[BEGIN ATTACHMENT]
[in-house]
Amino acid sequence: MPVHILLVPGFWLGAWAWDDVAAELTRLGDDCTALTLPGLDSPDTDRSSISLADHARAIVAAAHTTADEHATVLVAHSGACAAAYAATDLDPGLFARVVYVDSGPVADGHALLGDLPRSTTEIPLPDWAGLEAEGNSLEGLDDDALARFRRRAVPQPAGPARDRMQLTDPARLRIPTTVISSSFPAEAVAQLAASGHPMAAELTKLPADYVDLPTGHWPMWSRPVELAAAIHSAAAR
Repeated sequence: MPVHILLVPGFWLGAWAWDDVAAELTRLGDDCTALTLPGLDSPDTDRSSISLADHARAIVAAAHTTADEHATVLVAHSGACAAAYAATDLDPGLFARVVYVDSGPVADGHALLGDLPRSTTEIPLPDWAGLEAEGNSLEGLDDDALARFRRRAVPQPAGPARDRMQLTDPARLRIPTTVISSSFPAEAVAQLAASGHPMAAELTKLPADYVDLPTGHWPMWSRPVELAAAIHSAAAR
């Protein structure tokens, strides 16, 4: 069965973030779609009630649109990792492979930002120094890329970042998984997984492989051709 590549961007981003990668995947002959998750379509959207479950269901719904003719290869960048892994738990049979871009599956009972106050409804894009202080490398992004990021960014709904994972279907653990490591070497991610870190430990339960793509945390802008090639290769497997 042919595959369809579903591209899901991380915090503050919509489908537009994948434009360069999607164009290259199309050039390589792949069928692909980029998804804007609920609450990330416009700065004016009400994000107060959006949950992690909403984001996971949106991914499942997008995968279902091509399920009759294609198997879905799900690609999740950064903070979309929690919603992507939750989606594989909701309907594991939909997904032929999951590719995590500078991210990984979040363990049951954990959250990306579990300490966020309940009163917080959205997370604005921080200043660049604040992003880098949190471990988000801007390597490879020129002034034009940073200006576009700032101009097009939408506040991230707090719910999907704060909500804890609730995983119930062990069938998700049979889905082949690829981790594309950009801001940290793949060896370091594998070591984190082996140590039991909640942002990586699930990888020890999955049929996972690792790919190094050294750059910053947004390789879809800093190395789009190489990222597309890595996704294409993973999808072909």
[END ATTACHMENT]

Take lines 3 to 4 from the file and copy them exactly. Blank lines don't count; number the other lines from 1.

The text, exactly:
Repeated sequence: MPVHILLVPGFWLGAWAWDDVAAELTRLGDDCTALTLPGLDSPDTDRSSISLADHARAIVAAAHTTADEHATVLVAHSGACAAAYAATDLDPGLFARVVYVDSGPVADGHALLGDLPRSTTEIPLPDWAGLEAEGNSLEGLDDDALARFRRRAVPQPAGPARDRMQLTDPARLRIPTTVISSSFPAEAVAQLAASGHPMAAELTKLPADYVDLPTGHWPMWSRPVELAAAIHSAAAR
């Protein structure tokens, strides 16, 4: 069965973030779609009630649109990792492979930002120094890329970042998984997984492989051709 590549961007981003990668995947002959998750379509959207479950269901719904003719290869960048892994738990049979871009599956009972106050409804894009202080490398992004990021960014709904994972279907653990490591070497991610870190430990339960793509945390802008090639290769497997 042919595959369809579903591209899901991380915090503050919509489908537009994948434009360069999607164009290259199309050039390589792949069928692909980029998804804007609920609450990330416009700065004016009400994000107060959006949950992690909403984001996971949106991914499942997008995968279902091509399920009759294609198997879905799900690609999740950064903070979309929690919603992507939750989606594989909701309907594991939909997904032929999951590719995590500078991210990984979040363990049951954990959250990306579990300490966020309940009163917080959205997370604005921080200043660049604040992003880098949190471990988000801007390597490879020129002034034009940073200006576009700032101009097009939408506040991230707090719910999907704060909500804890609730995983119930062990069938998700049979889905082949690829981790594309950009801001940290793949060896370091594998070591984190082996140590039991909640942002990586699930990888020890999955049929996972690792790919190094050294750059910053947004390789879809800093190395789009190489990222597309890595996704294409993973999808072909």